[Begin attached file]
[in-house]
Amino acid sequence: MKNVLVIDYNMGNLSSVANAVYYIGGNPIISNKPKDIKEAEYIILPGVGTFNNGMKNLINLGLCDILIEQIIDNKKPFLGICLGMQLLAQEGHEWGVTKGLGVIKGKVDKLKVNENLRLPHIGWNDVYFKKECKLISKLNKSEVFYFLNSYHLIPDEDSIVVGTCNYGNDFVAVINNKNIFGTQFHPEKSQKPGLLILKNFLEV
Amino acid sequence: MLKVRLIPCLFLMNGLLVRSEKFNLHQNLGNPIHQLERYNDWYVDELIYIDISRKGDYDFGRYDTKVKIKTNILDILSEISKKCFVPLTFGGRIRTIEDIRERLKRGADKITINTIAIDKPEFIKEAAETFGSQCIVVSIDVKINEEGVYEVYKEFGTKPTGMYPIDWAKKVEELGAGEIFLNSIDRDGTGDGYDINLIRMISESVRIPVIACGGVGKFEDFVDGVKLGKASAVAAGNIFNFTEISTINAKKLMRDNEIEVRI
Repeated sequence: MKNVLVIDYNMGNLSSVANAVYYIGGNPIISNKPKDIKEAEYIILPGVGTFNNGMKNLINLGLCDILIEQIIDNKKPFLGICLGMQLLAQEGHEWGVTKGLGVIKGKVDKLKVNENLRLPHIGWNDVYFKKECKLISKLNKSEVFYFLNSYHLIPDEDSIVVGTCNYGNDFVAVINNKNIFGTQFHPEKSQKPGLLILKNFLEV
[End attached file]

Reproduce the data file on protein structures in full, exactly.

[in-house]
Amino acid sequence: MKNVLVIDYNMGNLSSVANAVYYIGGNPIISNKPKDIKEAEYIILPGVGTFNNGMKNLINLGLCDILIEQIIDNKKPFLGICLGMQLLAQEGHEWGVTKGLGVIKGKVDKLKVNENLRLPHIGWNDVYFKKECKLISKLNKSEVFYFLNSYHLIPDEDSIVVGTCNYGNDFVAVINNKNIFGTQFHPEKSQKPGLLILKNFLEV
Amino acid sequence: MLKVRLIPCLFLMNGLLVRSEKFNLHQNLGNPIHQLERYNDWYVDELIYIDISRKGDYDFGRYDTKVKIKTNILDILSEISKKCFVPLTFGGRIRTIEDIRERLKRGADKITINTIAIDKPEFIKEAAETFGSQCIVVSIDVKINEEGVYEVYKEFGTKPTGMYPIDWAKKVEELGAGEIFLNSIDRDGTGDGYDINLIRMISESVRIPVIACGGVGKFEDFVDGVKLGKASAVAAGNIFNFTEISTINAKKLMRDNEIEVRI
Repeated sequence: MKNVLVIDYNMGNLSSVANAVYYIGGNPIISNKPKDIKEAEYIILPGVGTFNNGMKNLINLGLCDILIEQIIDNKKPFLGICLGMQLLAQEGHEWGVTKGLGVIKGKVDKLKVNENLRLPHIGWNDVYFKKECKLISKLNKSEVFYFLNSYHLIPDEDSIVVGTCNYGNDFVAVINNKNIFGTQFHPEKSQKPGLLILKNFLEV